Reports of the National Center for Science Education
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Volume
40
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No.
4
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The legal basis of Kitzmiller v. Dover

Reporters waiting outside the federal courthouse in Harrisburg, PA.

Journalists outside the federal courthouse in Harrisburg, PA. Photo by Wesley Elsberry.

After the Dover Area School Board adopted a policy in 2004 requiring that “Students will be made aware of gaps/problems in Darwin’s theory and of other theories of evolution including, but not limited to, intelligent design,” and subsequently attempted to require its ninth-grade biology teachers to read a statement commending “intelligent design” and the “intelligent design” textbook Of Pandas and People to their students, eleven local parents filed suit in federal court, in what would become known as Kitzmiller v. Dover.

What was primarily at issue in the case was whether the board’s actions violated the Establishment Clause of the First Amendment to the United States Constitution. The plaintiffs argued, and the court agreed, that the relevant tests of whether the board’s actions were constitutional or not were the endorsement test, articulated in the Supreme Court’s 1984 decision in Lynch v. Donnelly, and the earlier three-prong Lemon test, articulated in the Supreme Court’s 1971 decision in Lemon v. Kurtzman.

In the endorsement test, the question is whether a reasonable objective observer familiar with the relevant facts would consider the challenged actions to have conveyed a message of approval or disapproval of religion. Examining both the board’s claims about “intelligent design” and about “gaps” and “problems” in evolutionary theory, the court concluded that the answer was yes: both members of the community and students in Dover’s public schools would have understood—and did understand—the board to have been endorsing a religious view.

In the Lemon test, there are three questions, relating to purpose, effect, and entanglement, but entanglement was not relevant to the case. So the questions were, first, whether the board’s actions lacked a secular purpose, and, second, whether the principal or primary effect of the board’s action was to promote or obstruct religion. In a lengthy discussion, the court found that the board’s actions were clearly motivated by a desire to promote a particular religious view and described “[a]ny asserted secular purposes by the Board” as a “sham.”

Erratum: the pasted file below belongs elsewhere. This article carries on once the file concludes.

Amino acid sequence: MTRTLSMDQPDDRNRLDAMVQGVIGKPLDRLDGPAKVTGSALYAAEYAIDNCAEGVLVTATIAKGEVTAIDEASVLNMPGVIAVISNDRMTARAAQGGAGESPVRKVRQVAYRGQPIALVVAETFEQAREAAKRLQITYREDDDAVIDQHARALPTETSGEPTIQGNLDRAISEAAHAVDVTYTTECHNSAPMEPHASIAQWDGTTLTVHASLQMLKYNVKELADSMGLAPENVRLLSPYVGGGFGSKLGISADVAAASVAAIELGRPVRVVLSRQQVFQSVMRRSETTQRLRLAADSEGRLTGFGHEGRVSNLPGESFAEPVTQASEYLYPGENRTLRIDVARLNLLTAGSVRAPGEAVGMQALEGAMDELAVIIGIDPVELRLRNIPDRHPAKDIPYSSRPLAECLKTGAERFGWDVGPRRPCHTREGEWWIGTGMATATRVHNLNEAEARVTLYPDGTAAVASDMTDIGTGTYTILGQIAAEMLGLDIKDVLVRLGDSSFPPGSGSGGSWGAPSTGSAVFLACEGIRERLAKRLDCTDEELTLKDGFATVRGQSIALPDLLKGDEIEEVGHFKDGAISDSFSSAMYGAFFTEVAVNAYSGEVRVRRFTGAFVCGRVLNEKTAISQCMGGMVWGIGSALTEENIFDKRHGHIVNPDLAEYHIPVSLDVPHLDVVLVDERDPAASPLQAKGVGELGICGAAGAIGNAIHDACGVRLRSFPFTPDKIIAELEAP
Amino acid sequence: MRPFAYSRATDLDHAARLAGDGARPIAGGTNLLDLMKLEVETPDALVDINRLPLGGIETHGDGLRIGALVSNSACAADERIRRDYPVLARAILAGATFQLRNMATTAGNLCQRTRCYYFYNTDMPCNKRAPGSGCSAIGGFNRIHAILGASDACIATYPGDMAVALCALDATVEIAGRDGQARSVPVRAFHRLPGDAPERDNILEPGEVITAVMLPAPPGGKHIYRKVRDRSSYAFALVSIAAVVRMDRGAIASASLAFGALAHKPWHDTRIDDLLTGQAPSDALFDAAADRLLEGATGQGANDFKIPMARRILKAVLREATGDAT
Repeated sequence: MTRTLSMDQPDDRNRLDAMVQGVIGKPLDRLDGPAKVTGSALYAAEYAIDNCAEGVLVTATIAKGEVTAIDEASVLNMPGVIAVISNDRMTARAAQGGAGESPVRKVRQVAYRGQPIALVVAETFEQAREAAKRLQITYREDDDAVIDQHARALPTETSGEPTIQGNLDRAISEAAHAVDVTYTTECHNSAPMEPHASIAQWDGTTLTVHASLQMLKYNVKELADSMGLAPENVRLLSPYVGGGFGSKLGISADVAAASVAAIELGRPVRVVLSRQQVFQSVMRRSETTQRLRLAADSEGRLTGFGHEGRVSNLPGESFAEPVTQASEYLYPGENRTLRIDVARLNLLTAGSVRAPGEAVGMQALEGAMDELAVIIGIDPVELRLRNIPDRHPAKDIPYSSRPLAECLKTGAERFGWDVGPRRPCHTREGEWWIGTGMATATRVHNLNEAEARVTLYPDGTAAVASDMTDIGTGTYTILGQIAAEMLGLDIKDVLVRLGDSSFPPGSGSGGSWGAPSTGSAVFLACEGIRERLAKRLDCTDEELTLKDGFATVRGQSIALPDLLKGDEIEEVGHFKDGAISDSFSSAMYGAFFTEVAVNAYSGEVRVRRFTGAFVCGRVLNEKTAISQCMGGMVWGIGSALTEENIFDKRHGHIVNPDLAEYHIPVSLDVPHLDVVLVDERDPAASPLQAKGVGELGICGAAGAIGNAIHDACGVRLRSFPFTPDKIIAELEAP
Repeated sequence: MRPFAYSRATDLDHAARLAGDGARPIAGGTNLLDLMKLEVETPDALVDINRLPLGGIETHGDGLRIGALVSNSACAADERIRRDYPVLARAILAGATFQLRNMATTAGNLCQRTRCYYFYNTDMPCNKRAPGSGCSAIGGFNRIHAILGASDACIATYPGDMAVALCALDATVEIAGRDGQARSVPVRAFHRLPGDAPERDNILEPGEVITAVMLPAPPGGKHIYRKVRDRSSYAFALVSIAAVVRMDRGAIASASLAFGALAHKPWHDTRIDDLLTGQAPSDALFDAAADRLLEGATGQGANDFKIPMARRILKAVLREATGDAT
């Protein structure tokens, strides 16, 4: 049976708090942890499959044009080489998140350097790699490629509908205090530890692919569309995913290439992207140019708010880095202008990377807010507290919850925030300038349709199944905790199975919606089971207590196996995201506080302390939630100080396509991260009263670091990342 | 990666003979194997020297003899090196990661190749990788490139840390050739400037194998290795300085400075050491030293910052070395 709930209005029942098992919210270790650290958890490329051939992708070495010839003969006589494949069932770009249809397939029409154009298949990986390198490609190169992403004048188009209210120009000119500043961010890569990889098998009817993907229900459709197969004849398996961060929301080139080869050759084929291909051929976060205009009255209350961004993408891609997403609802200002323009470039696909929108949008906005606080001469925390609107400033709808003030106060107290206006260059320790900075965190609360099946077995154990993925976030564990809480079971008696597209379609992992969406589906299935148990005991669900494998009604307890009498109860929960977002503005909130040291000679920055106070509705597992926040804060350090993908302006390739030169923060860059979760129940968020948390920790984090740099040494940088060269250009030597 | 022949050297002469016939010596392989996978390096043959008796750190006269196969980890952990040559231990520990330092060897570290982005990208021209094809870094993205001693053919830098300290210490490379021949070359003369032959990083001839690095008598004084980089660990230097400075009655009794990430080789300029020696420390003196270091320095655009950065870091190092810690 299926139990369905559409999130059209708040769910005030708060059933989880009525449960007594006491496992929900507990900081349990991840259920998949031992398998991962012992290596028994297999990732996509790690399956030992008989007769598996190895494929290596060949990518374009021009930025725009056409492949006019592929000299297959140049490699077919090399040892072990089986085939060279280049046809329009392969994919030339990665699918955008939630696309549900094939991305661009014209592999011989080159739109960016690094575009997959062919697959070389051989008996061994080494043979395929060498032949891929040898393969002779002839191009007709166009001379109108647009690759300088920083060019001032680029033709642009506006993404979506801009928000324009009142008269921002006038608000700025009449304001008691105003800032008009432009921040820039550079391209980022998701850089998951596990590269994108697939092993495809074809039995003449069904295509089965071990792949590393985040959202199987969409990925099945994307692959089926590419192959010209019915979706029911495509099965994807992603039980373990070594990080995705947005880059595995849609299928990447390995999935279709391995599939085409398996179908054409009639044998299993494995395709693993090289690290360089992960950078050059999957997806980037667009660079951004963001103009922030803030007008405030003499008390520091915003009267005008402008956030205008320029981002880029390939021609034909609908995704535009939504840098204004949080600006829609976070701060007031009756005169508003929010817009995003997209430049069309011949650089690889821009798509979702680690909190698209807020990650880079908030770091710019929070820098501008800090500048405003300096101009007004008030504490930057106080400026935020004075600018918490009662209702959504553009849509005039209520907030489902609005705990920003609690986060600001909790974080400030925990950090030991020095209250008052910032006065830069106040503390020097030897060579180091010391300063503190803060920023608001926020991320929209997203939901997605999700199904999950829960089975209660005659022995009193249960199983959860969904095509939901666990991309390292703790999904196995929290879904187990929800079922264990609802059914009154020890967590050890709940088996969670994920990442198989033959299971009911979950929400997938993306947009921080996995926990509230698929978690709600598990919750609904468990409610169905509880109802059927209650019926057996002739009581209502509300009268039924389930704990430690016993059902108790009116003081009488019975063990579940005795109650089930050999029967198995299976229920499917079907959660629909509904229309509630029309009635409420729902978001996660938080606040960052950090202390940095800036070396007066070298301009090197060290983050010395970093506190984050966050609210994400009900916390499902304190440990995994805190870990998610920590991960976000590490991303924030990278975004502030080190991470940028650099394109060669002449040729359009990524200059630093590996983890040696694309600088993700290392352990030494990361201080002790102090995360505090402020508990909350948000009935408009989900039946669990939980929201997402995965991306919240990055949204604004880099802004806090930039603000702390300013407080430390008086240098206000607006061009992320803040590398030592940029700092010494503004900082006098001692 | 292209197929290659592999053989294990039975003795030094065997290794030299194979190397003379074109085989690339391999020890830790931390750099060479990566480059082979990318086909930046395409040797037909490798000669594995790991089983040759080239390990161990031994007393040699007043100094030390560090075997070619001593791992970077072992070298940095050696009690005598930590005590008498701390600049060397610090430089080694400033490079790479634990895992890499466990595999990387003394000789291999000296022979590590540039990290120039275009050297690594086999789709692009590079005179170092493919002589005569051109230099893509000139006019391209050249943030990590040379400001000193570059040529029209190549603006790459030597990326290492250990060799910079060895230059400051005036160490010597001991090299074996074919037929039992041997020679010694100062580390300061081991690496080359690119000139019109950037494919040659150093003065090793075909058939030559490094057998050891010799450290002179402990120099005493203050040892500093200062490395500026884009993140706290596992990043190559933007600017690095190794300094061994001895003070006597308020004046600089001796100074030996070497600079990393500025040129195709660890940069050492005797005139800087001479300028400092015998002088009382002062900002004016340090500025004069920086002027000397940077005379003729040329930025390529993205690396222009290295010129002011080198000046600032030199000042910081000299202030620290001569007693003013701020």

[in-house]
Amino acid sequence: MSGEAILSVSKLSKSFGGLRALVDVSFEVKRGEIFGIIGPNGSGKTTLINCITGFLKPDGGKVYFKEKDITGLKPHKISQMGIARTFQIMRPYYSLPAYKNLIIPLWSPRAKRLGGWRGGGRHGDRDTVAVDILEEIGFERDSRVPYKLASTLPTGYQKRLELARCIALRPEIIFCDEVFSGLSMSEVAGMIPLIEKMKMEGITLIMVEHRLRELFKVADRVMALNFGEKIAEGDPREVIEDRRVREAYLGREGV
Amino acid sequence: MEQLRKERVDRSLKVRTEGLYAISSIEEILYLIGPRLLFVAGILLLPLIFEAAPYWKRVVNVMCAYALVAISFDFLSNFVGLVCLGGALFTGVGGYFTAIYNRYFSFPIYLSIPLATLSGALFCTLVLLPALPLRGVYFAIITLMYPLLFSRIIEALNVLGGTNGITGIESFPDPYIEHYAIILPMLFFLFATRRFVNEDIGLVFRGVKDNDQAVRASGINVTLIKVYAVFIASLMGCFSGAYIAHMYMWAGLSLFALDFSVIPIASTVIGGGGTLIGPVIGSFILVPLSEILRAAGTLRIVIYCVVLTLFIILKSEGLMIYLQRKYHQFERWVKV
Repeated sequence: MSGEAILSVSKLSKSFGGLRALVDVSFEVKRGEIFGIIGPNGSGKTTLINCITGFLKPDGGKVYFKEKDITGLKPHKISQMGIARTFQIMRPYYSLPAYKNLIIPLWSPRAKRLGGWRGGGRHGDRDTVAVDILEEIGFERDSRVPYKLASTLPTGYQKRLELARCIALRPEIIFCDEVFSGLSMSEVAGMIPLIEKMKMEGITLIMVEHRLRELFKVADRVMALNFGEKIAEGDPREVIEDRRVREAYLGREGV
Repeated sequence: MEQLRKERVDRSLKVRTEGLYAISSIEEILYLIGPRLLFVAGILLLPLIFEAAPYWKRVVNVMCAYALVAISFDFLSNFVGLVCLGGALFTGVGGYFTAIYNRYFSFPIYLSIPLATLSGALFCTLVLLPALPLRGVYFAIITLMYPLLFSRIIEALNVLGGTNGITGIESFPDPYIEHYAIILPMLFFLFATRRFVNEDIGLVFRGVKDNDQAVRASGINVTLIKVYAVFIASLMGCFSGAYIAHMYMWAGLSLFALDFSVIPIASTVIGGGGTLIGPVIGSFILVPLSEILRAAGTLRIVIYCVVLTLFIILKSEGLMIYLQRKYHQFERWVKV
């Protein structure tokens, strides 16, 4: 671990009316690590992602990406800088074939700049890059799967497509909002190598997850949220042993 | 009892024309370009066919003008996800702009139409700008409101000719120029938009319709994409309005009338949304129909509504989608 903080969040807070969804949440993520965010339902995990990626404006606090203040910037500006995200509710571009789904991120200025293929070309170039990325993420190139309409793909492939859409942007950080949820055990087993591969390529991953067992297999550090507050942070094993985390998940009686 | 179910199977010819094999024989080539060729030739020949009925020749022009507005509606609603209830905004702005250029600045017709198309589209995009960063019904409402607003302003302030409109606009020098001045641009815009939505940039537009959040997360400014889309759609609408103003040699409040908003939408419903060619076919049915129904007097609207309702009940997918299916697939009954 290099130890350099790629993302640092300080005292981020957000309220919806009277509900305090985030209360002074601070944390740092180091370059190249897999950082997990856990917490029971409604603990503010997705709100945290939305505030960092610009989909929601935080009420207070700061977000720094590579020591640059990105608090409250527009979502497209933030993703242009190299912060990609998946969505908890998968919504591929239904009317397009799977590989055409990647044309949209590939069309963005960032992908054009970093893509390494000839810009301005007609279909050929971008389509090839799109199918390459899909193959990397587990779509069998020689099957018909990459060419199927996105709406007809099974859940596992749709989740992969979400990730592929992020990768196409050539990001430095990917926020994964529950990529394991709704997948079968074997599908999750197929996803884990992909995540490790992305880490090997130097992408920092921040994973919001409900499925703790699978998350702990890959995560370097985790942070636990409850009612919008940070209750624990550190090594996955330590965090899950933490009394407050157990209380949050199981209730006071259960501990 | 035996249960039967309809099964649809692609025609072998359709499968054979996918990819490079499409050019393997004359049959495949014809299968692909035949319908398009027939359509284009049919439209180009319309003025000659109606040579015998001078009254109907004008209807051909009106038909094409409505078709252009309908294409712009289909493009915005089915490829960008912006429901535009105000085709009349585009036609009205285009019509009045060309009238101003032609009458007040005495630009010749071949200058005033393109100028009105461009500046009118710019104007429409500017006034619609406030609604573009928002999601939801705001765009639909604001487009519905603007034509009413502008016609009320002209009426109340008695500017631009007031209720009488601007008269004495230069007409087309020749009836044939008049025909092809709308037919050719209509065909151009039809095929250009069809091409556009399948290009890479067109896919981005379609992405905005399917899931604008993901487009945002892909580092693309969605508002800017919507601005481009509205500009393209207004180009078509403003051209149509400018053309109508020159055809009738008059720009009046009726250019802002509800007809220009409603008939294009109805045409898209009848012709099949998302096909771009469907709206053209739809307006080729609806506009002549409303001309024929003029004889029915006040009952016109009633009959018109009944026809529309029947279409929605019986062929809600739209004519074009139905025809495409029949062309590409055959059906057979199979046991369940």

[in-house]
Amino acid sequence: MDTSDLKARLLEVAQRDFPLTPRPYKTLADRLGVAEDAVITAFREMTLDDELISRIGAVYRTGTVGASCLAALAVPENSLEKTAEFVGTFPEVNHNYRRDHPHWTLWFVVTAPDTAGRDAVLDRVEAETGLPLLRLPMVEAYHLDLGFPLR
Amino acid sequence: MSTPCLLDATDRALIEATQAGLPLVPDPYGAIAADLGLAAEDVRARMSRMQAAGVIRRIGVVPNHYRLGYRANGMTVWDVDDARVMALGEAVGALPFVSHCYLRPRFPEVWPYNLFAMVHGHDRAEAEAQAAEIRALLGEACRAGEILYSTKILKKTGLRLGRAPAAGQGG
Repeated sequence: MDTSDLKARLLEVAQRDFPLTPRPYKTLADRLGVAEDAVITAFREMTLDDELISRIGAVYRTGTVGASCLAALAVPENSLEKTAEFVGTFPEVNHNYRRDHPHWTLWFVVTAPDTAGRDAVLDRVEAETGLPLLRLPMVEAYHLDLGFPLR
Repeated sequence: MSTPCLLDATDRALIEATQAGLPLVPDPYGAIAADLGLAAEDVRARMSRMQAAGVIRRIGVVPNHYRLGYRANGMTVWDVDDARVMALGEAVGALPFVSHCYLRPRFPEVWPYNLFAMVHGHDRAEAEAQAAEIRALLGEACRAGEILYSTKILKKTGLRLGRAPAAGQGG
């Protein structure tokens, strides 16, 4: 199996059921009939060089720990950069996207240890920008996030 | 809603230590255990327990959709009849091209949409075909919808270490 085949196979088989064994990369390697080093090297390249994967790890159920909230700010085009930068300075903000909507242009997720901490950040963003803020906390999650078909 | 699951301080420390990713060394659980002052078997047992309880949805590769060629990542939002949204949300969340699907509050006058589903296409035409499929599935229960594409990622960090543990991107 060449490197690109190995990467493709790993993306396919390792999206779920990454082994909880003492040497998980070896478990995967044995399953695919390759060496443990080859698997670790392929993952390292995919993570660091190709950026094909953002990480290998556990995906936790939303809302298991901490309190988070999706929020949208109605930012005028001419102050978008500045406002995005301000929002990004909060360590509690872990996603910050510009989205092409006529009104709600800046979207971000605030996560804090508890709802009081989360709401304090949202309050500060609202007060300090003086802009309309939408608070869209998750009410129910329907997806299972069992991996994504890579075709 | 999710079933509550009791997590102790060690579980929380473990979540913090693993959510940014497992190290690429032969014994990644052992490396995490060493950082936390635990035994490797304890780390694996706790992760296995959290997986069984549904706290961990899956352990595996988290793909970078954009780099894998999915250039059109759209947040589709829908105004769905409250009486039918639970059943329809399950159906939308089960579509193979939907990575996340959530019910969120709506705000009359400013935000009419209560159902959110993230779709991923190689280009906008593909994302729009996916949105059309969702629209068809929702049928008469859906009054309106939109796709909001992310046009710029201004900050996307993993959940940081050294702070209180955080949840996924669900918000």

The court’s discussion of the effect test was substantially briefer, because the relevant issues were basically the same as for the endorsement test: the court wrote, “we will incorporate our extensive factual findings and legal conclusions made under the endorsement analysis by reference here.” The result was the same: “The effect of Defendants’ actions in adopting the curriculum change was to impose a religious view of biological origins into the biology course, in violation of the Establishment Clause.”

The effect of Defendants’ actions in adopting the curriculum change was to impose a religious view of biological origins into the biology course, in violation of the Establishment Clause.

The decision famously devoted a section to addressing whether “intelligent design” is science, finding that it is not. (The headline in the Harrisburg Patriot-News announcing the decision featured “NOT SCIENCE” in letters six centimeters high.) Despite the fulminations of the proponents of “intelligent design” to the contrary, the court was obligated to address the question, because the board sought to defend itself by contending “intelligent design” is science and thus that the purpose and the effect of its actions was to improve science education.

Accordingly, the plaintiffs tried to convince the court to adopt their views on whether “intelligent design” was science. A parade of expert witnesses (recruited by NCSE) offered, in the words of The New Yorker, “the biology class you wish you could have taken,” with tutorials on the philosophy of science, the practicalities of science education, and the history of Western religion on the side. The defendants tried to mount a countereffort but were hampered by the withdrawal of a few of their expert witnesses as well as the implausibility of their position.

The board’s actions were also challenged as violating the Pennsylvania Constitution, which states in relevant part that “no preference shall ever be given by law to any religious establishments or modes of worship.” The court was brief here as well, writing, “our discussion of the issues raised under the federal constitution applies with equal vigor to the issues raised by Plaintiffs that are grounded in our state constitution ... the Court likewise concludes that the [“intelligent design”] Policy is violative of Plaintiffs’ rights under the Pennsylvania Constitution.”

There was no appeal of the decision, issued on December 20, 2005, since in the election conducted six weeks before, all eight members of the Dover Area School Board who were running for re-election were defeated, and the newly constituted board voted not to pursue the case further. Although direct precedential only in the Middle District of Pennsylvania, the cogency and thoroughness of the decision guarantees that it was, and will continue to be, a discouragement to creationist activists in general.

Glenn Branch
Short Bio

Glenn Branch is Deputy Director of NCSE.

branch@ncse.ngo

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